Many conclude, looking at all this, that Beauty and the Beast is unsuitable for children and that they will not show it to their family – a reasonable conclusion, if it is as poisonous and anti-family as this evidence would seem to suggest.
Part II – still working on it.
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Christianity, femininity, language, Latin, Modesty, philosophy

Concerning Modesty – Part I

Today, it occurred to me that it might be a good idea to do a blog post on modesty. So here it is.
Note: I am not a Latinist. I really like Latin, and I am a high school student who has been studying it for over three years, but no expert. I do not wish anyone to think that my speculations based on the words are facts on how the words were used. I am using them to illustrate the many concepts that play roles in true Christian modesty. There are also other words that can mean “modesty” in Latin, but I’m only using these three right here.
My initial idea for the title of this post was to render it in Latin. So I got out my handy-dandy notebook Latin-English dictionary and looked up “modesty”. I got three renderings; modestia, pudicitia, and verecundia. I then looked up each word in the Latin part of the dictionary to see which rendering was the closest to the meaning I wished to convey, as the dictionary will usually give several translations for each word. This gives me an idea of the connotations of each word. Here is each one:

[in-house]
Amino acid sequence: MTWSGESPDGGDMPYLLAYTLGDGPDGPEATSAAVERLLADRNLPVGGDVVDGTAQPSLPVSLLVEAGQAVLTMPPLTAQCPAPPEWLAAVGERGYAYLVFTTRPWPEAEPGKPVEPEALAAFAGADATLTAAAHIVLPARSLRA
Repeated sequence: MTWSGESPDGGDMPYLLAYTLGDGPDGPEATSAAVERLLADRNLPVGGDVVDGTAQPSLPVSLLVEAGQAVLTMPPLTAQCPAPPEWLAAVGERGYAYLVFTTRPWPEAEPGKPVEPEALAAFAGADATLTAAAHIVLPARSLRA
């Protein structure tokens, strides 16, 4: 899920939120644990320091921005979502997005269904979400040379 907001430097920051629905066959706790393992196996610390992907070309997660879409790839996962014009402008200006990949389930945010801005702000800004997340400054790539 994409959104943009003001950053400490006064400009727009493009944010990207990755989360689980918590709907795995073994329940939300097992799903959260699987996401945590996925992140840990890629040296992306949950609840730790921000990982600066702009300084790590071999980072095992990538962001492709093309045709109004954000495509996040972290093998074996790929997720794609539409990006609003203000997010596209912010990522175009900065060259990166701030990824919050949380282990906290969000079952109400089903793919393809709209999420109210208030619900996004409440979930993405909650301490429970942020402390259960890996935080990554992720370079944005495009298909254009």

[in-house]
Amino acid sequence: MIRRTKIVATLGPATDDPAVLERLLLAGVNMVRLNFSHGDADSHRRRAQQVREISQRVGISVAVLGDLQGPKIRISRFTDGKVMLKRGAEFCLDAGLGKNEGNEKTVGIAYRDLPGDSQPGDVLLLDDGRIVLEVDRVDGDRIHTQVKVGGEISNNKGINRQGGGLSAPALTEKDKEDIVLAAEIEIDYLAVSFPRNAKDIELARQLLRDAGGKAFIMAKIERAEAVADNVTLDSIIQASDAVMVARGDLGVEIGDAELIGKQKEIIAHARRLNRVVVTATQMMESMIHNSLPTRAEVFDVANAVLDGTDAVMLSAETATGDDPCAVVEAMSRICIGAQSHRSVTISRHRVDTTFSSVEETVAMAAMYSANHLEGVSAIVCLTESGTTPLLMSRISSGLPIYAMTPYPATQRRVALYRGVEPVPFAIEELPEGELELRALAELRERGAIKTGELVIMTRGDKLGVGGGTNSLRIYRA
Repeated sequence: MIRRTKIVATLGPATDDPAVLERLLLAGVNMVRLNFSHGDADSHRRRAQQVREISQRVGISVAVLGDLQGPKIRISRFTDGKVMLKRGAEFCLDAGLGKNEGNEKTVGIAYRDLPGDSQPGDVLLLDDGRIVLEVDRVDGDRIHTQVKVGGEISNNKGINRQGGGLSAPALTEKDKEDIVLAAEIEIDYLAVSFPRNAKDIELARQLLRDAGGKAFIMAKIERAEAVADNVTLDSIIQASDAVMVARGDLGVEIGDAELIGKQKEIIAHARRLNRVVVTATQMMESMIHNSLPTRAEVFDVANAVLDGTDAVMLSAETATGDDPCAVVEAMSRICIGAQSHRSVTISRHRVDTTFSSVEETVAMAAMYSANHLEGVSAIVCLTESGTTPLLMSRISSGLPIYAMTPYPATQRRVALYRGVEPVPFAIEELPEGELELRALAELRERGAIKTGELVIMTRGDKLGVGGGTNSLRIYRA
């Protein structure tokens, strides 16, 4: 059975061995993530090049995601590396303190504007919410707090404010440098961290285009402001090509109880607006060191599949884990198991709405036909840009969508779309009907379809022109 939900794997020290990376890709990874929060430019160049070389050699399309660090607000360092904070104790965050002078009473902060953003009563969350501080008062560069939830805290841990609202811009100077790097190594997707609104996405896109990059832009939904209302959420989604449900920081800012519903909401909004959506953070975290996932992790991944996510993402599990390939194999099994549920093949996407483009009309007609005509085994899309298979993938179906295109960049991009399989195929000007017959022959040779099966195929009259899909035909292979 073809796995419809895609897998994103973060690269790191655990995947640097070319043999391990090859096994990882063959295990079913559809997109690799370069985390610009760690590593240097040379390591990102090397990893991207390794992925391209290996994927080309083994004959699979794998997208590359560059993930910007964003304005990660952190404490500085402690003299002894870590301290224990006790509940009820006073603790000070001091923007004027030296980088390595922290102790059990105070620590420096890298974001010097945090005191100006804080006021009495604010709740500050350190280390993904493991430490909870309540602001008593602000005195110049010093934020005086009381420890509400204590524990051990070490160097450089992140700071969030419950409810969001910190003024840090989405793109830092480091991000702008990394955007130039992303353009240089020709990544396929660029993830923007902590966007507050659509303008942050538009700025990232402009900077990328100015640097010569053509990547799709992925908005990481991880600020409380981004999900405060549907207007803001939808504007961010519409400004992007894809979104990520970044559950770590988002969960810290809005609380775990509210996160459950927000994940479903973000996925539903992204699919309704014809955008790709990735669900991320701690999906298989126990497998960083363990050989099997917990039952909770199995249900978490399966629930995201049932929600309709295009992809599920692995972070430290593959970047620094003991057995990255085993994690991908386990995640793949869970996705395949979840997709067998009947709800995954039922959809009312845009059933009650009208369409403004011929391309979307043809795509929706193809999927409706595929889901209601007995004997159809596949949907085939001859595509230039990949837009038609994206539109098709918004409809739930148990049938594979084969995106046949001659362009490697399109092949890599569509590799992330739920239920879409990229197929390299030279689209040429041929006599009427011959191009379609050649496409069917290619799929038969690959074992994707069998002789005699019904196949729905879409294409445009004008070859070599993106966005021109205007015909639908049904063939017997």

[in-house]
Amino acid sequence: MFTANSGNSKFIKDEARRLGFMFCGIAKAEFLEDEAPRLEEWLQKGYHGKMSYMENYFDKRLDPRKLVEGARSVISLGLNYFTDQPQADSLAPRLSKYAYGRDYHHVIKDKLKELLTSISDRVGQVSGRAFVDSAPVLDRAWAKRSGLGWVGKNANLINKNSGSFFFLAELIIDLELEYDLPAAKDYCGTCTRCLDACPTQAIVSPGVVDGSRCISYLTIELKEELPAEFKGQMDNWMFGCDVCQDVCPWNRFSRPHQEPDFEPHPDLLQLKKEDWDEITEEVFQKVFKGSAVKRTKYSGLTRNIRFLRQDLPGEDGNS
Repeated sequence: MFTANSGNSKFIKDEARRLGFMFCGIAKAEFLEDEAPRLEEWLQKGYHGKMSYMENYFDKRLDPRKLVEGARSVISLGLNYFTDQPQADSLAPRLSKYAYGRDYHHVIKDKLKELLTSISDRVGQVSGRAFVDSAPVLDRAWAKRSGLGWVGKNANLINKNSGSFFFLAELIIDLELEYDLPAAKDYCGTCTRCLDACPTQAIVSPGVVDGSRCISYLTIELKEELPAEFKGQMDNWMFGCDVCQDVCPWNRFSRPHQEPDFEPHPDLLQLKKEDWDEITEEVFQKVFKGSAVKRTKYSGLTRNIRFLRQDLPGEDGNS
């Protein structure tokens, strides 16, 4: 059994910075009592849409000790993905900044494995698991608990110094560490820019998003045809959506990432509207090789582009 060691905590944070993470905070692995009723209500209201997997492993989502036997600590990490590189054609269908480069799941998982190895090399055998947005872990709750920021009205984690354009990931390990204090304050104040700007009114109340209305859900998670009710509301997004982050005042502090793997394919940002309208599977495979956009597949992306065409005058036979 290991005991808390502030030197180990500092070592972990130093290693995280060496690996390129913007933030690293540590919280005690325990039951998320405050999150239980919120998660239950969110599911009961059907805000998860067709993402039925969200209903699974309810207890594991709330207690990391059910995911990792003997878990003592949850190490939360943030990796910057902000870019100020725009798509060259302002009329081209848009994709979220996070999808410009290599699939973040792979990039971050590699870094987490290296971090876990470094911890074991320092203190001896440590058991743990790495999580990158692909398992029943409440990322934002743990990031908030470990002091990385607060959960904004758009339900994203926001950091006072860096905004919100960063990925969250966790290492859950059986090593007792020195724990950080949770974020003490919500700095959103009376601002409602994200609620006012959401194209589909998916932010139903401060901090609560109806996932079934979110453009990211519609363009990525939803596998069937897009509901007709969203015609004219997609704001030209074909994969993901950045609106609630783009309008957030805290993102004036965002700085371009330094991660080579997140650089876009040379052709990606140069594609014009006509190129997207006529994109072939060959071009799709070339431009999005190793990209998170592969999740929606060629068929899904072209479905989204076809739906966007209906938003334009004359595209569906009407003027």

Modestia-moderation, restraint; discretion; modesty, sense of shame, sense of honor, dignity; propriety; mildness (of weather).
Pudicitia-chastity, modesty, purity.
Verecundia-bashfulness, shyness, modesty; respect, awe, reverence; sense of shame, feeling of disgrace, disgrace, shame.
So modestia would seem to be similar to one English use of modesty; the sense of being restrained, of not putting on a big show, of outward humility. Pudicitia is closer to the sense of modesty as related to purity and chastity, as is obvious from the translation; and the translations for verecundia are similar to those of modestia, with, apparently, the additional connotation of awe and reverence.
When we talk of modesty in dress, pudicitia seems to be the nearest to our meaning, yet all three play a role. For instance, modestia; the Christian should desire not to make an exhibition of himself* or draw attention to himself. He should also cultivate a sense of decency and propriety, of dressing with decency, and his behavior should also be decent and fitting. Lastly, verecundia reminds us of what modesty is all about; a sense of awe, reverence, and dignity towards our bodies, which are the temples of the Holy Spirit. Shame and disgrace are what we experience when they are (mis)used or exhibited in a way not in accordance with modestia or pudicitia. 

Part Two will be here shortly!
*As customary in the English language, I use the masculine pronoun to mean both men and women. Obviously, this applies to women as well.